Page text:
Back in July, I posted on the Colorado Court of Appeals’ decision in Strudley v. Antero Resources Corp. et al.  There, Plaintiffs alleged negligence, negligence per se, nuisance, strict liability, and trespass as a result of defendants’ fracking activities near their homes.  Defendants requested a Lone Pine order, which would require plaintiffs to present prima facie evidence on causation prior to full discovery.  Although the trial court granted Defendants’ request and the case was ultimately dismissed for failure to prove a prima facie case, the Colorado Court of Appeals reversed, finding that the case was not so unduly complex that it necessitated the issuance of a Lone Pine order.

Just last week, the Colorado Supreme Court issued an order agreeing to review the Colorado Court of Appeals’ decision rejecting the use of a Lone Pine order in the fracking suit.  Specifically, Defendants argued that the Court of Appeals’ ruling inappropriately overrides trial courts’ efforts to manage streamlined discovery under the Rules of Civil Procedure.  Defendants claimed that the Court of Appeals “discounted the importance of Rule 26(a)(1) disclosures in modern discovery,” which can “only fulfill[] its purpose when all parties make the required information available through their disclosures.”  Defendants argued that the Strudley’s failed to comply since they failed to include any evidence showing that they were exposed to or injured by hazardous substances in the air or water that was caused by Defendants’ fracking activities.  Defendants therefore argued that by rejecting the trial court’s use of a Lone Pine order, the Court of Appeals “reverted to an outdated mode of litigation where evidence is revealed only after lengthy and expensive discovery.”  Defendants claimed that this decision would impact future fracking litigation since it would effectively have a “chilling effect on Colorado trial courts’ efforts to assertively lead the management of cases to ensure that justice is served.”

As argued by Defendants in their petition, a Lone Pine order can be a useful modern tool for companies by weeding out cases and claims by requiring plaintiffs to present prima facie evidence through experts prior to full discovery.  This can save companies a tremendous amount of time and money by streamlining discovery, which can typically become burdensome in complex mass tort and toxic tort cases.

With limited decisions issued thus far, every decision on fracking provides guidance and clarity on how courts will handle various fracking related issues and allow the oil and gas industry to better predict and prepare for possible fracking related litigations.  Procedural tools and tactics such as a Lone Pine order can be particularly helpful to defendants, especially since one of the main hurdles in fracking suits may be proving the element of causation through experts and scientific research.

We will continue to monitor this litigation and will report back once the Colorado Supreme Court tackles this topic and issues a decision on this controversial issue.

In about a week, the comment period will expire on the FDA’s solicitation for feedback regarding disclosures in direct-to-consumer, or “DTC,” prescription drug advertising.   Back in February, the FDA published a notice in the Federal Register to announce its Office of Prescription Drug Promotion’s plan to conduct research investigating the impact of different approaches to disclosure of risks in direct-to-consumer advertising.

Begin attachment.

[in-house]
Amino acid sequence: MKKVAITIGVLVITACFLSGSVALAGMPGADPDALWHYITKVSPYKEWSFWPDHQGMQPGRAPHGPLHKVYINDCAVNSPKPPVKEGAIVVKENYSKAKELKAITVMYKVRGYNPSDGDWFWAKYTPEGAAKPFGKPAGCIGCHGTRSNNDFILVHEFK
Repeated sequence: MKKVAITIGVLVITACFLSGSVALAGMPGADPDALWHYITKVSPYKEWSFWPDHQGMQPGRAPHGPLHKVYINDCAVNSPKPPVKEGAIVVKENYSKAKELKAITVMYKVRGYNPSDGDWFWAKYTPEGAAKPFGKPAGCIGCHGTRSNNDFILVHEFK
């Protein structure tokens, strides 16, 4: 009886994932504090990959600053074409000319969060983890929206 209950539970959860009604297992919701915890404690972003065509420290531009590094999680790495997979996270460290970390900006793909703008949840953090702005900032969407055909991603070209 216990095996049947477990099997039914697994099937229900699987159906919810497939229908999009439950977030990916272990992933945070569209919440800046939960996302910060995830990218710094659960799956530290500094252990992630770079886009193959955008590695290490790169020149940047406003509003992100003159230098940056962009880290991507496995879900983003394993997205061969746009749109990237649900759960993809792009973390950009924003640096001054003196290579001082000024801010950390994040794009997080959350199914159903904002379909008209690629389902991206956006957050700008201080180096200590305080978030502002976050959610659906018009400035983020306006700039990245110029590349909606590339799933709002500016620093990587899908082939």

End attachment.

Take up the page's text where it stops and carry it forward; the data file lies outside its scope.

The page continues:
As most people have probably noticed, the package insert accompanying a prescription medication contains a lot more information than what is discussed in a television advertisement for the same drug.  This is because prescription drug advertising regulations only require television advertisements to present the prescription drug’s “major” risks.  What is required to be included is referred to as the “major statement.”  Even though a drug’s package insert contains much more information, the FDA’s notice states that there is concern that the major statement required for advertisements is too long and “may result in reduced consumer comprehension, minimization of important risk information and, potentially, therapeutic noncompliance due to fear of side effects.”  The notice also states that, on the other hand, others are concerned that major statements “do not include adequate risk information or leave out important information.”

The FDA believes that a possible “resolution” to these conflicting concerns would be to have the major statement only include risks that are “serious and actionable” but also warn that there are other risks not included in the advertisement.  The FDA’s notice includes an example of the warning that advertisements might be required to include: “This is not a full list of risks and side effects. Talk to your doctor and read the patient labeling for [drug name] before starting it.”  The FDA refers to this as a “limited risks plus disclosure” approach and it wants to research whether such an approach would “promote improved consumer perception and understanding of serious and actionable drug risks” and how “overall drug risk and benefit perceptions are affected by these changes.”

The notice outlines the proposed study, but the gist is that participants who self-identify as having been diagnosed with a particular medical condition will view one of four versions of an advertisement online: one version includes the major statement, a second version includes the major statement plus the disclosure about additional risks, a third version includes a shortened statement of risks (and no additional disclosure), and a fourth version includes a shortened statement of risks as well as an additional disclosure about other risks.  Participants would then respond to questions designed to assess their perception and understanding of the drug’s risks and benefits.